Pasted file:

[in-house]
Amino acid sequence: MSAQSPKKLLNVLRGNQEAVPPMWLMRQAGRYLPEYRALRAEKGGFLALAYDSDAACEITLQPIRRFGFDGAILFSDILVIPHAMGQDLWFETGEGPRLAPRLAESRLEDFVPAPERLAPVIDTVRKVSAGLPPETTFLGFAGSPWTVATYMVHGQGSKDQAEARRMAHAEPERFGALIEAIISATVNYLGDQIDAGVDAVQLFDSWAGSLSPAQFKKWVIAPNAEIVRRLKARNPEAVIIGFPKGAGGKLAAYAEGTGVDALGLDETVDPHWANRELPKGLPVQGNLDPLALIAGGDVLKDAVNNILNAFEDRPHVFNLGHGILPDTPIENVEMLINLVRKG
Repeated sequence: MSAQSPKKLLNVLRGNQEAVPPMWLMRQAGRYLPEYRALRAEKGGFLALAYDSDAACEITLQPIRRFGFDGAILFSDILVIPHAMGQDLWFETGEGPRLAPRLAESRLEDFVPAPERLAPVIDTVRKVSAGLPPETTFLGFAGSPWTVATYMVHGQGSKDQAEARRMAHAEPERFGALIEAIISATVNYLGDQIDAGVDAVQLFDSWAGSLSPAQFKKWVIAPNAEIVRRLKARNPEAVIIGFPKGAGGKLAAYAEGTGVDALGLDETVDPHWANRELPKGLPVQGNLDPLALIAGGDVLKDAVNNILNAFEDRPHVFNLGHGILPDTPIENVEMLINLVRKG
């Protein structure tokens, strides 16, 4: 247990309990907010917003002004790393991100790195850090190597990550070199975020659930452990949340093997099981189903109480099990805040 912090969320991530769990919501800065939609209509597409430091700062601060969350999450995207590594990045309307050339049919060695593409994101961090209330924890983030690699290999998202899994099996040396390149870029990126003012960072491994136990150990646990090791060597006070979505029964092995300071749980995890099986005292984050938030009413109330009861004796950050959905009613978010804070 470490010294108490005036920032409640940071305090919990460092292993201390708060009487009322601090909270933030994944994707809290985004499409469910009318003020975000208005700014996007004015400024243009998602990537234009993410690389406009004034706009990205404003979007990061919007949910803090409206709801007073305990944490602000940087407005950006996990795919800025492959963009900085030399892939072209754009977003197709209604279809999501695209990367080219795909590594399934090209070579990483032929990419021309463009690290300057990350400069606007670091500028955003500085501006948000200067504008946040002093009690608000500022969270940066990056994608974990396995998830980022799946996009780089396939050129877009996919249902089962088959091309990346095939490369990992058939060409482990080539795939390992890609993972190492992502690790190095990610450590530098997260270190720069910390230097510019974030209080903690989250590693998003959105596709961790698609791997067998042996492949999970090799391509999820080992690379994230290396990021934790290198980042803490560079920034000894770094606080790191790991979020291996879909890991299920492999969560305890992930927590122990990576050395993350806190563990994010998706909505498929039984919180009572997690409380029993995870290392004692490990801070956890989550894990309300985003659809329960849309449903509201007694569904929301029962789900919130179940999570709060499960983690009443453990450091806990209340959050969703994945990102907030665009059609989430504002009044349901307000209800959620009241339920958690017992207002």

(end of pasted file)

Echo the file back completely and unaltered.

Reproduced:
[in-house]
Amino acid sequence: MSAQSPKKLLNVLRGNQEAVPPMWLMRQAGRYLPEYRALRAEKGGFLALAYDSDAACEITLQPIRRFGFDGAILFSDILVIPHAMGQDLWFETGEGPRLAPRLAESRLEDFVPAPERLAPVIDTVRKVSAGLPPETTFLGFAGSPWTVATYMVHGQGSKDQAEARRMAHAEPERFGALIEAIISATVNYLGDQIDAGVDAVQLFDSWAGSLSPAQFKKWVIAPNAEIVRRLKARNPEAVIIGFPKGAGGKLAAYAEGTGVDALGLDETVDPHWANRELPKGLPVQGNLDPLALIAGGDVLKDAVNNILNAFEDRPHVFNLGHGILPDTPIENVEMLINLVRKG
Repeated sequence: MSAQSPKKLLNVLRGNQEAVPPMWLMRQAGRYLPEYRALRAEKGGFLALAYDSDAACEITLQPIRRFGFDGAILFSDILVIPHAMGQDLWFETGEGPRLAPRLAESRLEDFVPAPERLAPVIDTVRKVSAGLPPETTFLGFAGSPWTVATYMVHGQGSKDQAEARRMAHAEPERFGALIEAIISATVNYLGDQIDAGVDAVQLFDSWAGSLSPAQFKKWVIAPNAEIVRRLKARNPEAVIIGFPKGAGGKLAAYAEGTGVDALGLDETVDPHWANRELPKGLPVQGNLDPLALIAGGDVLKDAVNNILNAFEDRPHVFNLGHGILPDTPIENVEMLINLVRKG
């Protein structure tokens, strides 16, 4: 247990309990907010917003002004790393991100790195850090190597990550070199975020659930452990949340093997099981189903109480099990805040 912090969320991530769990919501800065939609209509597409430091700062601060969350999450995207590594990045309307050339049919060695593409994101961090209330924890983030690699290999998202899994099996040396390149870029990126003012960072491994136990150990646990090791060597006070979505029964092995300071749980995890099986005292984050938030009413109330009861004796950050959905009613978010804070 470490010294108490005036920032409640940071305090919990460092292993201390708060009487009322601090909270933030994944994707809290985004499409469910009318003020975000208005700014996007004015400024243009998602990537234009993410690389406009004034706009990205404003979007990061919007949910803090409206709801007073305990944490602000940087407005950006996990795919800025492959963009900085030399892939072209754009977003197709209604279809999501695209990367080219795909590594399934090209070579990483032929990419021309463009690290300057990350400069606007670091500028955003500085501006948000200067504008946040002093009690608000500022969270940066990056994608974990396995998830980022799946996009780089396939050129877009996919249902089962088959091309990346095939490369990992058939060409482990080539795939390992890609993972190492992502690790190095990610450590530098997260270190720069910390230097510019974030209080903690989250590693998003959105596709961790698609791997067998042996492949999970090799391509999820080992690379994230290396990021934790290198980042803490560079920034000894770094606080790191790991979020291996879909890991299920492999969560305890992930927590122990990576050395993350806190563990994010998706909505498929039984919180009572997690409380029993995870290392004692490990801070956890989550894990309300985003659809329960849309449903509201007694569904929301029962789900919130179940999570709060499960983690009443453990450091806990209340959050969703994945990102907030665009059609989430504002009044349901307000209800959620009241339920958690017992207002």